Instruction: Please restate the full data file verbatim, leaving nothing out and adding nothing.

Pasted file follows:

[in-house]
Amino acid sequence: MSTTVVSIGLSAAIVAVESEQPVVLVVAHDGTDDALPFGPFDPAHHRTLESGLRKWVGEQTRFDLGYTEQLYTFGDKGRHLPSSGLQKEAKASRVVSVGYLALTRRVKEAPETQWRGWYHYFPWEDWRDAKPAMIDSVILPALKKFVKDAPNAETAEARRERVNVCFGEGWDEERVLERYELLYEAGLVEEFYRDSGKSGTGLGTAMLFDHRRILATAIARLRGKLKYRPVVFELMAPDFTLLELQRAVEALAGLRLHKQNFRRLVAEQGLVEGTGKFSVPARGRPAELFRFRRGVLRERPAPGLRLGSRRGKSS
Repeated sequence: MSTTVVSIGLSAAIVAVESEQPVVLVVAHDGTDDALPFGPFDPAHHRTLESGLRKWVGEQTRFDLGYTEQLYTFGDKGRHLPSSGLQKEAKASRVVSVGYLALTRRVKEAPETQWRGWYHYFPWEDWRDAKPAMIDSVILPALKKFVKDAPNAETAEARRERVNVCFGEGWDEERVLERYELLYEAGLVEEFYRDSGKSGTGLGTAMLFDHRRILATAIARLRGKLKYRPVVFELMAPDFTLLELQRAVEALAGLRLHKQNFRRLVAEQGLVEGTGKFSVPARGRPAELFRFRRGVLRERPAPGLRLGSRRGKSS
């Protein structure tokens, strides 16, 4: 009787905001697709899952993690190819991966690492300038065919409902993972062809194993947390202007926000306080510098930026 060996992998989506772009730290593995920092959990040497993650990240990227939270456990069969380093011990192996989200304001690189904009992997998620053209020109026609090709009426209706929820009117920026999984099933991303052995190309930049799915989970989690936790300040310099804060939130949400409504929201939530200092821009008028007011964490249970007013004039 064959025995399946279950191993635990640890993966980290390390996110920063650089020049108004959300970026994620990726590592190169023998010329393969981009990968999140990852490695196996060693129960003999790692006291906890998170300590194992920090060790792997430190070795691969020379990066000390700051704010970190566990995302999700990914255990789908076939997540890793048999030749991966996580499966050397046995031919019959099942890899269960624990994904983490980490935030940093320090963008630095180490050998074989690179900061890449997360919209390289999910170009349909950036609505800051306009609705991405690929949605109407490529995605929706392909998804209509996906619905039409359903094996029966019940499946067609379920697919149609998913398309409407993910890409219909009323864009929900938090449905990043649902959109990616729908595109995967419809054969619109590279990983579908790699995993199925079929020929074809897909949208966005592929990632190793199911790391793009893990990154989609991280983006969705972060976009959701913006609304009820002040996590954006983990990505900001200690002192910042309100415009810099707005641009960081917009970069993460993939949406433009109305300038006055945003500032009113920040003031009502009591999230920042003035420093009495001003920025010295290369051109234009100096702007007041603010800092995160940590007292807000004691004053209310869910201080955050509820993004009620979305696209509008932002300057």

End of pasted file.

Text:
[in-house]
Amino acid sequence: MSTTVVSIGLSAAIVAVESEQPVVLVVAHDGTDDALPFGPFDPAHHRTLESGLRKWVGEQTRFDLGYTEQLYTFGDKGRHLPSSGLQKEAKASRVVSVGYLALTRRVKEAPETQWRGWYHYFPWEDWRDAKPAMIDSVILPALKKFVKDAPNAETAEARRERVNVCFGEGWDEERVLERYELLYEAGLVEEFYRDSGKSGTGLGTAMLFDHRRILATAIARLRGKLKYRPVVFELMAPDFTLLELQRAVEALAGLRLHKQNFRRLVAEQGLVEGTGKFSVPARGRPAELFRFRRGVLRERPAPGLRLGSRRGKSS
Repeated sequence: MSTTVVSIGLSAAIVAVESEQPVVLVVAHDGTDDALPFGPFDPAHHRTLESGLRKWVGEQTRFDLGYTEQLYTFGDKGRHLPSSGLQKEAKASRVVSVGYLALTRRVKEAPETQWRGWYHYFPWEDWRDAKPAMIDSVILPALKKFVKDAPNAETAEARRERVNVCFGEGWDEERVLERYELLYEAGLVEEFYRDSGKSGTGLGTAMLFDHRRILATAIARLRGKLKYRPVVFELMAPDFTLLELQRAVEALAGLRLHKQNFRRLVAEQGLVEGTGKFSVPARGRPAELFRFRRGVLRERPAPGLRLGSRRGKSS
């Protein structure tokens, strides 16, 4: 009787905001697709899952993690190819991966690492300038065919409902993972062809194993947390202007926000306080510098930026 060996992998989506772009730290593995920092959990040497993650990240990227939270456990069969380093011990192996989200304001690189904009992997998620053209020109026609090709009426209706929820009117920026999984099933991303052995190309930049799915989970989690936790300040310099804060939130949400409504929201939530200092821009008028007011964490249970007013004039 064959025995399946279950191993635990640890993966980290390390996110920063650089020049108004959300970026994620990726590592190169023998010329393969981009990968999140990852490695196996060693129960003999790692006291906890998170300590194992920090060790792997430190070795691969020379990066000390700051704010970190566990995302999700990914255990789908076939997540890793048999030749991966996580499966050397046995031919019959099942890899269960624990994904983490980490935030940093320090963008630095180490050998074989690179900061890449997360919209390289999910170009349909950036609505800051306009609705991405690929949605109407490529995605929706392909998804209509996906619905039409359903094996029966019940499946067609379920697919149609998913398309409407993910890409219909009323864009929900938090449905990043649902959109990616729908595109995967419809054969619109590279990983579908790699995993199925079929020929074809897909949208966005592929990632190793199911790391793009893990990154989609991280983006969705972060976009959701913006609304009820002040996590954006983990990505900001200690002192910042309100415009810099707005641009960081917009970069993460993939949406433009109305300038006055945003500032009113920040003031009502009591999230920042003035420093009495001003920025010295290369051109234009100096702007007041603010800092995160940590007292807000004691004053209310869910201080955050509820993004009620979305696209509008932002300057």